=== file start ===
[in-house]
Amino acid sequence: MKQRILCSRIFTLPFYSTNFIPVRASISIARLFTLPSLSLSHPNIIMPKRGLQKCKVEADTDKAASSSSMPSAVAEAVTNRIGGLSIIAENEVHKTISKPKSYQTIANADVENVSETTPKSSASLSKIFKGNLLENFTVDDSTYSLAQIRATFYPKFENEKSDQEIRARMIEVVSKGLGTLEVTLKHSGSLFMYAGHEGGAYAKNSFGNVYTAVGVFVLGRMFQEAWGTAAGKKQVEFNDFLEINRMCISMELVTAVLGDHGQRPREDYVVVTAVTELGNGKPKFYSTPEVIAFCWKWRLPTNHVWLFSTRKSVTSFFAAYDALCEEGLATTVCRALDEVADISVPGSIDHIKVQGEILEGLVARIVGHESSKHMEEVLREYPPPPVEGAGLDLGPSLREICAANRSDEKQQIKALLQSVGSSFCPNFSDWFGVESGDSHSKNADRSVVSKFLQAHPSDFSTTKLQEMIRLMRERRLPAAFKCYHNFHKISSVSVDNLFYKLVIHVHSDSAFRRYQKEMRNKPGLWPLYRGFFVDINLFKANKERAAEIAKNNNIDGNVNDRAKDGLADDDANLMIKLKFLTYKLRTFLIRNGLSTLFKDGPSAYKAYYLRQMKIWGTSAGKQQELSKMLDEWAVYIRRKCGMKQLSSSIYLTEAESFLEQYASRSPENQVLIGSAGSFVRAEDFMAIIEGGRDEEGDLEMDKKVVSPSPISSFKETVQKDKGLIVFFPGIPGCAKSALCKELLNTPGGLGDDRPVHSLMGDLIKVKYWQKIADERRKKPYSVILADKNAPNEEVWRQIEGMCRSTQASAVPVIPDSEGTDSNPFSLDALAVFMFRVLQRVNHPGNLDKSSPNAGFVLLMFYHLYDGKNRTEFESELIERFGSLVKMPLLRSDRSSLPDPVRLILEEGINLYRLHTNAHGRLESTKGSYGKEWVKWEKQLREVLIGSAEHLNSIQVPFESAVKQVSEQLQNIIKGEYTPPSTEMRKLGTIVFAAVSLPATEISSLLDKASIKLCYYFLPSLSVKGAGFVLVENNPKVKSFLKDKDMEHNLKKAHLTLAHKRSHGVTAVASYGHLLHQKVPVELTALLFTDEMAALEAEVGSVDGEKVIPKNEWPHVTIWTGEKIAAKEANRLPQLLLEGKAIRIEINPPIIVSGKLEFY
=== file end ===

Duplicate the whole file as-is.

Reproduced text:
[in-house]
Amino acid sequence: MKQRILCSRIFTLPFYSTNFIPVRASISIARLFTLPSLSLSHPNIIMPKRGLQKCKVEADTDKAASSSSMPSAVAEAVTNRIGGLSIIAENEVHKTISKPKSYQTIANADVENVSETTPKSSASLSKIFKGNLLENFTVDDSTYSLAQIRATFYPKFENEKSDQEIRARMIEVVSKGLGTLEVTLKHSGSLFMYAGHEGGAYAKNSFGNVYTAVGVFVLGRMFQEAWGTAAGKKQVEFNDFLEINRMCISMELVTAVLGDHGQRPREDYVVVTAVTELGNGKPKFYSTPEVIAFCWKWRLPTNHVWLFSTRKSVTSFFAAYDALCEEGLATTVCRALDEVADISVPGSIDHIKVQGEILEGLVARIVGHESSKHMEEVLREYPPPPVEGAGLDLGPSLREICAANRSDEKQQIKALLQSVGSSFCPNFSDWFGVESGDSHSKNADRSVVSKFLQAHPSDFSTTKLQEMIRLMRERRLPAAFKCYHNFHKISSVSVDNLFYKLVIHVHSDSAFRRYQKEMRNKPGLWPLYRGFFVDINLFKANKERAAEIAKNNNIDGNVNDRAKDGLADDDANLMIKLKFLTYKLRTFLIRNGLSTLFKDGPSAYKAYYLRQMKIWGTSAGKQQELSKMLDEWAVYIRRKCGMKQLSSSIYLTEAESFLEQYASRSPENQVLIGSAGSFVRAEDFMAIIEGGRDEEGDLEMDKKVVSPSPISSFKETVQKDKGLIVFFPGIPGCAKSALCKELLNTPGGLGDDRPVHSLMGDLIKVKYWQKIADERRKKPYSVILADKNAPNEEVWRQIEGMCRSTQASAVPVIPDSEGTDSNPFSLDALAVFMFRVLQRVNHPGNLDKSSPNAGFVLLMFYHLYDGKNRTEFESELIERFGSLVKMPLLRSDRSSLPDPVRLILEEGINLYRLHTNAHGRLESTKGSYGKEWVKWEKQLREVLIGSAEHLNSIQVPFESAVKQVSEQLQNIIKGEYTPPSTEMRKLGTIVFAAVSLPATEISSLLDKASIKLCYYFLPSLSVKGAGFVLVENNPKVKSFLKDKDMEHNLKKAHLTLAHKRSHGVTAVASYGHLLHQKVPVELTALLFTDEMAALEAEVGSVDGEKVIPKNEWPHVTIWTGEKIAAKEANRLPQLLLEGKAIRIEINPPIIVSGKLEFY